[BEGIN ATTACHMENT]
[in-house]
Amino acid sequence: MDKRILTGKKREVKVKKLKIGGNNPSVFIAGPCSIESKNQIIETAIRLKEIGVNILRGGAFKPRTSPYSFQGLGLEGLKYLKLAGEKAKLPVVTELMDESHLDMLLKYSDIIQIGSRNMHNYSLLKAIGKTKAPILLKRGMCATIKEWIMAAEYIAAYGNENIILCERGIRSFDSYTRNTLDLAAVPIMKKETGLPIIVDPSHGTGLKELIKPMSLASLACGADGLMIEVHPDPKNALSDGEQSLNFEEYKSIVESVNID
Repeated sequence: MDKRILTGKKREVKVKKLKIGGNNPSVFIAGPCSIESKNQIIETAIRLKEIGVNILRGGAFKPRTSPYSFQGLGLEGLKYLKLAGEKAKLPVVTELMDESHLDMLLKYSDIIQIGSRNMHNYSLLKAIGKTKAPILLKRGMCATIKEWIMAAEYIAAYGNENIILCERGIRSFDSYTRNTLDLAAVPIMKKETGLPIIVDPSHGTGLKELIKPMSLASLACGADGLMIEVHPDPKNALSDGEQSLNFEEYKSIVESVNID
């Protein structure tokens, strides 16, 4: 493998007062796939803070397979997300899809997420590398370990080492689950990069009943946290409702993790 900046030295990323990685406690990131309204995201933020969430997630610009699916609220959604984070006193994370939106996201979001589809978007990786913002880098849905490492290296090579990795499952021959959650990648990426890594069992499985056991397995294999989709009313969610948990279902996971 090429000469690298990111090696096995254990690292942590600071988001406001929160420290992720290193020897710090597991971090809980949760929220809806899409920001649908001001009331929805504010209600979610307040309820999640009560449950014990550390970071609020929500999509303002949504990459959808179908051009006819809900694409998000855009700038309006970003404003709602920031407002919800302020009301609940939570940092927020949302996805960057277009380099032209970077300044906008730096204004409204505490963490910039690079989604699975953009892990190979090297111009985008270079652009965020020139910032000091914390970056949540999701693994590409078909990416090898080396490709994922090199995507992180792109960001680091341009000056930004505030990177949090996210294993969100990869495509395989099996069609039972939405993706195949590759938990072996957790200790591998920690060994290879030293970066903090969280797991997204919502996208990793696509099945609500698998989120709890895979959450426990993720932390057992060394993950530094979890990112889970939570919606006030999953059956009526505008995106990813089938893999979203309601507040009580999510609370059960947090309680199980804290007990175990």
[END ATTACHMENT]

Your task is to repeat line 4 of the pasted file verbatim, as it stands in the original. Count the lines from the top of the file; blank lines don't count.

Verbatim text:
């Protein structure tokens, strides 16, 4: 493998007062796939803070397979997300899809997420590398370990080492689950990069009943946290409702993790 900046030295990323990685406690990131309204995201933020969430997630610009699916609220959604984070006193994370939106996201979001589809978007990786913002880098849905490492290296090579990795499952021959959650990648990426890594069992499985056991397995294999989709009313969610948990279902996971 090429000469690298990111090696096995254990690292942590600071988001406001929160420290992720290193020897710090597991971090809980949760929220809806899409920001649908001001009331929805504010209600979610307040309820999640009560449950014990550390970071609020929500999509303002949504990459959808179908051009006819809900694409998000855009700038309006970003404003709602920031407002919800302020009301609940939570940092927020949302996805960057277009380099032209970077300044906008730096204004409204505490963490910039690079989604699975953009892990190979090297111009985008270079652009965020020139910032000091914390970056949540999701693994590409078909990416090898080396490709994922090199995507992180792109960001680091341009000056930004505030990177949090996210294993969100990869495509395989099996069609039972939405993706195949590759938990072996957790200790591998920690060994290879030293970066903090969280797991997204919502996208990793696509099945609500698998989120709890895979959450426990993720932390057992060394993950530094979890990112889970939570919606006030999953059956009526505008995106990813089938893999979203309601507040009580999510609370059960947090309680199980804290007990175990």